08 November 2015

Death. Grief. Religion. Destiny.

Last few weeks were the toughest of my life and also the most enlightening ones. As they say, tough times are there to make you stronger and wiser.

I lost my father despite a valiant battle with cancer. It's been a couple of weeks and I can finally bring myself to pen something about the tragedy. This post is not about the poignant memories of my father, or how much he will be missed...those are too personal to share. This post is about sharing my learning from the entire experience.

1) Success cannot come through sheer effort... There IS something called Destiny after all.
The family and my dad fought so hard to get him out of the hospital post his surgery. He had been given 100% chances of survival. He had a couple of major setbacks and had to be in the ICU twice to recover. But he came through and actually got a discharge from the hospital after 4 long weeks. We were all so happy, so were he and the grandkids, who met him after an entire month. But he succumbed to a massive cardiac arrest when his nicotine-saturated lungs finally gave up. Fate had intervened - to what end is still up for grabs....but it just wasn't meant to be.

2) Suffering, illness, treatment all are difficult...yet not without hope. But death is so final. The counter stops at that moment. No matter how much you try you cannot rewind the clock. You cannot take back what you last said or wish you had said something else. Hope is no longer your friend....acceptance is. Yet death is the end of physical suffering.

3) You get acquainted most closely with religion when someone close dies. The funeral, the rites of passage for the body and the soul, the poojas, the shantis, the condolence calls & visits, everything proclaims loudly what religion you belong to. I am not bashing it; infact I learned a lot about Hinduism during this time. It is not only about giving moksha to the dead, but setting the living free of some inauspicious vibes too.

4) The first 13 days are relentless for the living relatives. You are bombarded with calls, messages, visits to condole your loss. There is no time to grieve amongst these and the arrangements for the various rituals - perhaps that is the whole idea. The first 13 days are solely to restore the soul to its rightful destination and the relatives can grieve later. The idea is to accept that the departed is well...gone...and you need to let him/her go with dignity. There is no option but to go with the flow mechanically.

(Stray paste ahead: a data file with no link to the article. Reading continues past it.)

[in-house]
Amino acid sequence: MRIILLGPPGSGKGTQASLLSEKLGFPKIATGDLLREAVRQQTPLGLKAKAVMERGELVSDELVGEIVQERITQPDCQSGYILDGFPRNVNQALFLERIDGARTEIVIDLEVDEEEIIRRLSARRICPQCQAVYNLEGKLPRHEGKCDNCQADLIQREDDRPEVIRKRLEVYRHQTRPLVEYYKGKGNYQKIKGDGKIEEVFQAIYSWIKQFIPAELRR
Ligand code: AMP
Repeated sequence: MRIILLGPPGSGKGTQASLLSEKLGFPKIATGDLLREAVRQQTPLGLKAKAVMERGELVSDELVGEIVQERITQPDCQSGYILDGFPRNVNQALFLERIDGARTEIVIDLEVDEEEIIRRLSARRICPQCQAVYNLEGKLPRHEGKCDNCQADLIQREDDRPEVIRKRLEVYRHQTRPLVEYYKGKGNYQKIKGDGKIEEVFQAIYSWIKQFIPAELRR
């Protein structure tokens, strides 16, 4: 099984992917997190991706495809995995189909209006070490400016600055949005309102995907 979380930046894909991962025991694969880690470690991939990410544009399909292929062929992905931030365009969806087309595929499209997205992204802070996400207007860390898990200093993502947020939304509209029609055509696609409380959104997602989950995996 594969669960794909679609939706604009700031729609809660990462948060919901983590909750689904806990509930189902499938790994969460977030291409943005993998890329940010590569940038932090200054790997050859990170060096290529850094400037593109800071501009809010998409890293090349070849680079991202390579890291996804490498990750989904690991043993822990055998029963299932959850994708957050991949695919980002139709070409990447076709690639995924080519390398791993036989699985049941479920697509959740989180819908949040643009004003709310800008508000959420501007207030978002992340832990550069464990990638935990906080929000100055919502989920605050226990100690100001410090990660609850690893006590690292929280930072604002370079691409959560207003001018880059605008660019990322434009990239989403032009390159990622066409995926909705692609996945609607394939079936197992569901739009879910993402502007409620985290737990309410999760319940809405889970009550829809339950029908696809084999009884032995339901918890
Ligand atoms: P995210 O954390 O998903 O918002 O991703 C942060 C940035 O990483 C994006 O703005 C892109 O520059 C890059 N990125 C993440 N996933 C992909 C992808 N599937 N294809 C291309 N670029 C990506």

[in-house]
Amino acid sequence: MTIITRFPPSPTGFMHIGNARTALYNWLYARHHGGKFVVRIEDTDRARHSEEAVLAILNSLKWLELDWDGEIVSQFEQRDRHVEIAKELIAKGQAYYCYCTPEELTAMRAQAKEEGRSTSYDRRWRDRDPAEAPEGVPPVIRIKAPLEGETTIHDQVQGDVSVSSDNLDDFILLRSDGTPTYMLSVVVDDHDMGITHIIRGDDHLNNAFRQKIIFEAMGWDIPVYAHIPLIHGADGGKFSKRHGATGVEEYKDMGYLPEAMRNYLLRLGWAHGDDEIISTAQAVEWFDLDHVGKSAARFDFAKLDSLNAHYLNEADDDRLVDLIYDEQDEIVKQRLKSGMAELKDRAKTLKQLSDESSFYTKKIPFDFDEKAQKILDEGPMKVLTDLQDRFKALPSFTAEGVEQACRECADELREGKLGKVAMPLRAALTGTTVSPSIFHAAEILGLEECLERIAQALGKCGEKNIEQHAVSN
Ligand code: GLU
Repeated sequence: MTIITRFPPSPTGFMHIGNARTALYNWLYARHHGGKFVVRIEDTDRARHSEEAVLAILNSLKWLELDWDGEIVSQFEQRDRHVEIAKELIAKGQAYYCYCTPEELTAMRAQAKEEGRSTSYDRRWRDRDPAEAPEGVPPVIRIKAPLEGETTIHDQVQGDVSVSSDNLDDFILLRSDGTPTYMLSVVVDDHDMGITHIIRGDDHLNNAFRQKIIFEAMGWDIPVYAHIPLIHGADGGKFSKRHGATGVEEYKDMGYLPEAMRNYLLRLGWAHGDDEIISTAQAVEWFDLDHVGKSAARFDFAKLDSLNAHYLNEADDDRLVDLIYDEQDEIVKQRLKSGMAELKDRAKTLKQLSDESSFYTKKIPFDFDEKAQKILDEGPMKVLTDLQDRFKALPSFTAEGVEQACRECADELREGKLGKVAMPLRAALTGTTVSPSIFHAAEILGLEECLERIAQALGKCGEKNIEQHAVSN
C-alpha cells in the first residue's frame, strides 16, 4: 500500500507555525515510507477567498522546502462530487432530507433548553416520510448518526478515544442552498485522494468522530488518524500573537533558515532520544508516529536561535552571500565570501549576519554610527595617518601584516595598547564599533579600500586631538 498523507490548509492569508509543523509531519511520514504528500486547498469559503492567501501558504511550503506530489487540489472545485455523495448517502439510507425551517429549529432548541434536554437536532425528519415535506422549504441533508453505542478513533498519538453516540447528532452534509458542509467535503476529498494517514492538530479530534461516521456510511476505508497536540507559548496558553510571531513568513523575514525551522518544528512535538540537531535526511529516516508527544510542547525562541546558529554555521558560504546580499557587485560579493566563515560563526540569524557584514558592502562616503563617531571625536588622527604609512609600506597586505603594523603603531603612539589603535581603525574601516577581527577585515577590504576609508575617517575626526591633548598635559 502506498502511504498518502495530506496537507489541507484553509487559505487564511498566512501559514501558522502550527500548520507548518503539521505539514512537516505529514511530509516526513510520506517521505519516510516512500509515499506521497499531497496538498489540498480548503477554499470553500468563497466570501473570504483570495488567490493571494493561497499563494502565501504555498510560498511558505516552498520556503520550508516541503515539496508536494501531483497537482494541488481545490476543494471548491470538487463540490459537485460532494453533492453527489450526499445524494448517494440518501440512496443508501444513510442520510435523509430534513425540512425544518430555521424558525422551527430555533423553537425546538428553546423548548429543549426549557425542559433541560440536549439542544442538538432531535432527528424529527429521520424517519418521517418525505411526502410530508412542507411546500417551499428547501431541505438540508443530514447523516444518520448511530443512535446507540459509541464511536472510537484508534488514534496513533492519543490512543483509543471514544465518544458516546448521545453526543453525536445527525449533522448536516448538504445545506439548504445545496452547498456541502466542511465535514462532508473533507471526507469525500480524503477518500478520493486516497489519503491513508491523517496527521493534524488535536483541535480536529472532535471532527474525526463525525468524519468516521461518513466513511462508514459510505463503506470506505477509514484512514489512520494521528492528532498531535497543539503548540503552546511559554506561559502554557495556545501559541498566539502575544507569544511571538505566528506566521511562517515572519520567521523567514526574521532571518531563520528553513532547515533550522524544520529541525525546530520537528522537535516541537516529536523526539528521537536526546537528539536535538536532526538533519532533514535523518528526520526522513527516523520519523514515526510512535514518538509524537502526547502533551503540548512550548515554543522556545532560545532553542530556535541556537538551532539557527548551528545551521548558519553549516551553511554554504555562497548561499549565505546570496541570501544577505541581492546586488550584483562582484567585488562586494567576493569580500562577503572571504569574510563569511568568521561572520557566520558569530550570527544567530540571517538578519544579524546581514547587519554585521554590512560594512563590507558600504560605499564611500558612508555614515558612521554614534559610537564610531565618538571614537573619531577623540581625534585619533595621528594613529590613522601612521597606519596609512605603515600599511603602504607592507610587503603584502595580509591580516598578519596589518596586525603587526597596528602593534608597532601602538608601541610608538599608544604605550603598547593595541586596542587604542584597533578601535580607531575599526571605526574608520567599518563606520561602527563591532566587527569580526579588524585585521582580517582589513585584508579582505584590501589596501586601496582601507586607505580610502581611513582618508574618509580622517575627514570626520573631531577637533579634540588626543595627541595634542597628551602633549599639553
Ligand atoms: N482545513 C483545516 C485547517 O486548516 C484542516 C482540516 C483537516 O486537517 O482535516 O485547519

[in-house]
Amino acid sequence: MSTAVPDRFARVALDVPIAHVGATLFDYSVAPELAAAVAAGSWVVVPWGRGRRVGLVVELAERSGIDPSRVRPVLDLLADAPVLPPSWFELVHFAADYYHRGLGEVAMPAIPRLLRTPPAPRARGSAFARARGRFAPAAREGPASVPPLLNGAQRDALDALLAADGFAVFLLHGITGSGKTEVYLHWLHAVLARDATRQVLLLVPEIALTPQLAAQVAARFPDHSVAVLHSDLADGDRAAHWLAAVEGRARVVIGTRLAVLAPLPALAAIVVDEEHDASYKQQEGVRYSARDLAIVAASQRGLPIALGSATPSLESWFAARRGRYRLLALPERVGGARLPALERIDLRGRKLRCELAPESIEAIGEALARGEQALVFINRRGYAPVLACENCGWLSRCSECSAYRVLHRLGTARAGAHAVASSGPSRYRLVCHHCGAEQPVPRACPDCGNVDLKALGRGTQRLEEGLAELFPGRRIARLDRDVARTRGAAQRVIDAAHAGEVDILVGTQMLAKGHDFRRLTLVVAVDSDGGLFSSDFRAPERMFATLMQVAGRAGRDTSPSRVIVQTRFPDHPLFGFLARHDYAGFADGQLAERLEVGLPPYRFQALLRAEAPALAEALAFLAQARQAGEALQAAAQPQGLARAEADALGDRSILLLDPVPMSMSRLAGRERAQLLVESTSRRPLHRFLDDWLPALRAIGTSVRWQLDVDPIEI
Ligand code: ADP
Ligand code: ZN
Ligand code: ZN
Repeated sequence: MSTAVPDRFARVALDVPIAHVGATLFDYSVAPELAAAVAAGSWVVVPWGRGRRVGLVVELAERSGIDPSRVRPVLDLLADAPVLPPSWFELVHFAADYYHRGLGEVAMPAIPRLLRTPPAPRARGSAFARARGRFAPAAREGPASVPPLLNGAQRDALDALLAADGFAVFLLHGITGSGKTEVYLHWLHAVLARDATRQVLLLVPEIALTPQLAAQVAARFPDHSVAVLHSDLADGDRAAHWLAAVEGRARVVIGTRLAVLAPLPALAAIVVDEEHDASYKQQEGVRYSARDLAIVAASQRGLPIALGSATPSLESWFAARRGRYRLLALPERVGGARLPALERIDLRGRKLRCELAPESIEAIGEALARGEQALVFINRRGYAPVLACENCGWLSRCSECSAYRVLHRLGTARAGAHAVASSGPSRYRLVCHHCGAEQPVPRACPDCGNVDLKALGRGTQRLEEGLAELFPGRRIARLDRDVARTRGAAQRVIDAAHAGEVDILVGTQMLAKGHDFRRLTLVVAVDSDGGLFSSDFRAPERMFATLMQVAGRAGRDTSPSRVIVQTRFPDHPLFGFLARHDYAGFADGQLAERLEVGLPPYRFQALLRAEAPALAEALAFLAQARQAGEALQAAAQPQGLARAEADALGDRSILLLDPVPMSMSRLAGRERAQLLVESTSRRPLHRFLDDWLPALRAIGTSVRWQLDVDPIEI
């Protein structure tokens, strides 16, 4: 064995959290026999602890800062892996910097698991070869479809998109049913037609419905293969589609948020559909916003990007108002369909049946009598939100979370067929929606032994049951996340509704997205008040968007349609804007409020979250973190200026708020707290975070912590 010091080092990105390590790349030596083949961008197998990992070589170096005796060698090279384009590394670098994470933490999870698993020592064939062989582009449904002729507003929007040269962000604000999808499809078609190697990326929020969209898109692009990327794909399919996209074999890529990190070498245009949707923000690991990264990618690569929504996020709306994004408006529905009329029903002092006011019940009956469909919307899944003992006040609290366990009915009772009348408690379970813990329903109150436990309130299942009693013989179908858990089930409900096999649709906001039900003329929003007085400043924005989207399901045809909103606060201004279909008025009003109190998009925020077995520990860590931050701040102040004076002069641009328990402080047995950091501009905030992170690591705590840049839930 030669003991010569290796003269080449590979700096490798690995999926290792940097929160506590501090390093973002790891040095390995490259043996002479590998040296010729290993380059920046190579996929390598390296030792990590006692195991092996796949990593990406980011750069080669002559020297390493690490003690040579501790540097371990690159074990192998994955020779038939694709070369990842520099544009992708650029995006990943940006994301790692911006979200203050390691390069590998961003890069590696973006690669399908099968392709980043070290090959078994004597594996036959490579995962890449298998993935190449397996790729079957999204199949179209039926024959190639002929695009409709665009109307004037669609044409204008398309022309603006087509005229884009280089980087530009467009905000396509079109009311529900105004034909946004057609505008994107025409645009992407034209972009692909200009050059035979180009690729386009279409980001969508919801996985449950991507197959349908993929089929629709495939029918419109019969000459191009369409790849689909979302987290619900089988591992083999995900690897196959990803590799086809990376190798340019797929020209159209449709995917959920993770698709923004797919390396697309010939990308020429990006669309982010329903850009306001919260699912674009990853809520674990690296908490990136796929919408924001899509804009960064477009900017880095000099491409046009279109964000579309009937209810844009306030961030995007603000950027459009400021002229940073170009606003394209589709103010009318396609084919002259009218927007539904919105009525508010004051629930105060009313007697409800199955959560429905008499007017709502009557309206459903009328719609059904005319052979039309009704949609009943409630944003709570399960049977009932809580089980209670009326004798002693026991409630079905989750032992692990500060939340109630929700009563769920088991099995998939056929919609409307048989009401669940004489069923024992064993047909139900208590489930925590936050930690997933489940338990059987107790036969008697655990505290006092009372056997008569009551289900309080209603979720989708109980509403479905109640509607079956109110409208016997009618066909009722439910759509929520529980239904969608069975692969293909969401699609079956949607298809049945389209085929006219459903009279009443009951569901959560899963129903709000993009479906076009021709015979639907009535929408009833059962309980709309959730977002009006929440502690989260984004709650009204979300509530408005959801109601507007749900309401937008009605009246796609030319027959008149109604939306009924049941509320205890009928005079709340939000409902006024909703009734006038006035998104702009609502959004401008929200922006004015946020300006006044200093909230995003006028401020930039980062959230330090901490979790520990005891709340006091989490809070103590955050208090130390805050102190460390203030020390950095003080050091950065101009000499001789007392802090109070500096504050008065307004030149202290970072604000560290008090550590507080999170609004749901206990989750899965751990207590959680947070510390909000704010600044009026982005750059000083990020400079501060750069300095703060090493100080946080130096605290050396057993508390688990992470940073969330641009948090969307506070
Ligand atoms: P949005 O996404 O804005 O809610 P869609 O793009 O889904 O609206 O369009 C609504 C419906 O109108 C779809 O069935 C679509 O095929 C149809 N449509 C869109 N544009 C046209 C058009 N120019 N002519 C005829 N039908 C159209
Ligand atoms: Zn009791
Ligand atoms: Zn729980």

5) Class and character of a person is seen in the way he/she remembers the dead or grieves  or consoles. Some are just so shallow and hypocritical.

6) Your physical being is so transient. Your possessions or investments are not the real legacy, the memories and your protegees(children) are the true legacy you give back to this world. Invest more time in nuturing them than running after career, status, beauty, money....

7) God truly works in mysterious ways. There was a huge disappointment and anger initially. But gradually the acceptance and introspection brought only gratitude. There is nothing that my father had not seen. This last year was filled with happiness for him. He got the best care and most devoted attention from all his loved ones in his last days. He was actually in a happy frame of mind when he passed away. That was God's way of stopping his counter.

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